Some believe that organizations should not only embrace religious expression at work, but also use those views as strategic elements to achieve a competitive advantage. In other words, businesses should engage the full potential associated with a religiously diverse and spiritually active workforce. Proponents of this strategy believe that improved morale and greater productivity are byproducts of this approach.

In “A Spiritual Audit of Corporate America,” co-author Ian Mitroff found that employees who work for organizations they consider to be spiritual are less fearful, less likely to compromise their values, and more able to throw themselves into their jobs. So at companies all across the U.S., managers are meeting for spiritual conferences and prayer breakfasts.

To encourage a more spiritual workplace, a variety of things have been done, including:

Setting up a quiet room in the workplace where employees can spend time reflecting, meditating, doing yoga, or praying, as desired.

Organizing a retreat for managers or employees to discuss their spiritual journeys and share ideas.

Encourage employees to find time to read inspirational materials, be in nature or meditate. For example, Xerox employees have engaged in “vision quests” where they commune with nature to seek inspiration in new product development.

Bring in chaplains or religious leaders to help employees cope with stress, illnesses, etc.

Set up brown-bag lunches that allow for discussions of the beliefs and practices of different faith groups.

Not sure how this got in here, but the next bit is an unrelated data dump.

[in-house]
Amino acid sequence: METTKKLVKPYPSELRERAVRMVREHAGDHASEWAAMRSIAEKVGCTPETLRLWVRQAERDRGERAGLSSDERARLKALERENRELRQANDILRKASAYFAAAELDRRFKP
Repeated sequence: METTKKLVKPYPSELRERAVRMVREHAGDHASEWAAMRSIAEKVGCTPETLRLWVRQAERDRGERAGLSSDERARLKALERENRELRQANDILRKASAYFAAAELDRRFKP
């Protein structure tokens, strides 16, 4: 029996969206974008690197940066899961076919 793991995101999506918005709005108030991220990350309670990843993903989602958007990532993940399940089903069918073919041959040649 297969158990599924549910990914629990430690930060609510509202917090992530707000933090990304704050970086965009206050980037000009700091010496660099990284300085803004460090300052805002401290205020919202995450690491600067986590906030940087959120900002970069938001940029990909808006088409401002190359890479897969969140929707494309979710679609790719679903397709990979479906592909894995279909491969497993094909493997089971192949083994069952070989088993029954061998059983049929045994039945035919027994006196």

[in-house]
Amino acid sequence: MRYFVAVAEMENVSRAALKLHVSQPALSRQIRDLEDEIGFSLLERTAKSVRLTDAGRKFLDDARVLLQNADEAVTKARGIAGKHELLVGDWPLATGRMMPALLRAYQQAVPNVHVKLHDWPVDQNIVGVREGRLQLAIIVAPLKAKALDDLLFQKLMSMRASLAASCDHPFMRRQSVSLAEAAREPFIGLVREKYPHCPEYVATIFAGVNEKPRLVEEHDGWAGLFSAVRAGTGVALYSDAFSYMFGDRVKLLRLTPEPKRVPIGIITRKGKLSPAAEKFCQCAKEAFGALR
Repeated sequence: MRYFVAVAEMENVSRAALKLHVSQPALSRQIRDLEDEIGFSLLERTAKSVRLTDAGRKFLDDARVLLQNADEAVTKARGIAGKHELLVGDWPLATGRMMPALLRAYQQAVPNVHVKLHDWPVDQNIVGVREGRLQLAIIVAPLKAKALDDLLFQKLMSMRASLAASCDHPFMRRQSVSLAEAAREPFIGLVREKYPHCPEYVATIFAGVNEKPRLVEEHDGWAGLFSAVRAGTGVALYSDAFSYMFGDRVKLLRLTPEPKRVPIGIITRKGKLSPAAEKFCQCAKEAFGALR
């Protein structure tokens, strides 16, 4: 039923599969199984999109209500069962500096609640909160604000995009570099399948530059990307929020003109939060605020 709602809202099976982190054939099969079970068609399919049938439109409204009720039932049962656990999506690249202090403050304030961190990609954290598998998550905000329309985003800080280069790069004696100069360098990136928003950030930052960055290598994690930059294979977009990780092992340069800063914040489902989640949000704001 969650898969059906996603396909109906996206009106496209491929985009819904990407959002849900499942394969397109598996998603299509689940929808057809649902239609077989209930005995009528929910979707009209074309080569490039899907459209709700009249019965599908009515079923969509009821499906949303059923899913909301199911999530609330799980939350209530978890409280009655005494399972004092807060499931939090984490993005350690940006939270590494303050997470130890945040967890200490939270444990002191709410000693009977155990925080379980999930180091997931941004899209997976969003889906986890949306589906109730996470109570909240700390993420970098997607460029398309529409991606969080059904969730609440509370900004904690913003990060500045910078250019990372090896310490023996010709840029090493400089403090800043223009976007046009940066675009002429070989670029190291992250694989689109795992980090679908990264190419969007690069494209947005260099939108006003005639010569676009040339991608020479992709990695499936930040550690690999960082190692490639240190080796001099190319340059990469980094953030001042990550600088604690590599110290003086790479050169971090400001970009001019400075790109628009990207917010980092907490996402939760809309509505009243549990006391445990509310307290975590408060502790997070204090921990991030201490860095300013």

Organize support groups and prayer systems.

Value the contributions employees make to the betterment of the world.

Unleash the creativity of employees at the workplace.

Encourage inclusion and embrace diversity.

Define and promote principles and values-based leadership.

Not every organization or its leaders are interested in becoming a spiritual workplace or in encouraging employees to adhere to spiritual practices. Nor am I suggesting that they should become more spiritual nor require employees to participate in spiritual activities. I am just pointing out that increasingly more employees and managers seem to be seeking a more spiritual connection at one of the biggest parts of their lives — their jobs.

For some individuals, the increased time spent at work has made them reevaluate what they are actually doing at work, and question whether it is serving a higher purpose in their lives. For those employees, working at a place that aligns with their religious or spiritual beliefs is one way that they can align all that is important to them.

Dr. Joyce E. A. Russell is the Vice Dean and the Director of the Executive Coaching and Leadership Development Program at the University of Maryland’s Robert H. Smith School of Business. She is a licensed industrial and organizational psychologist and has more than 25 years of experience coaching executives and consulting on leadership and career management. She can be reached at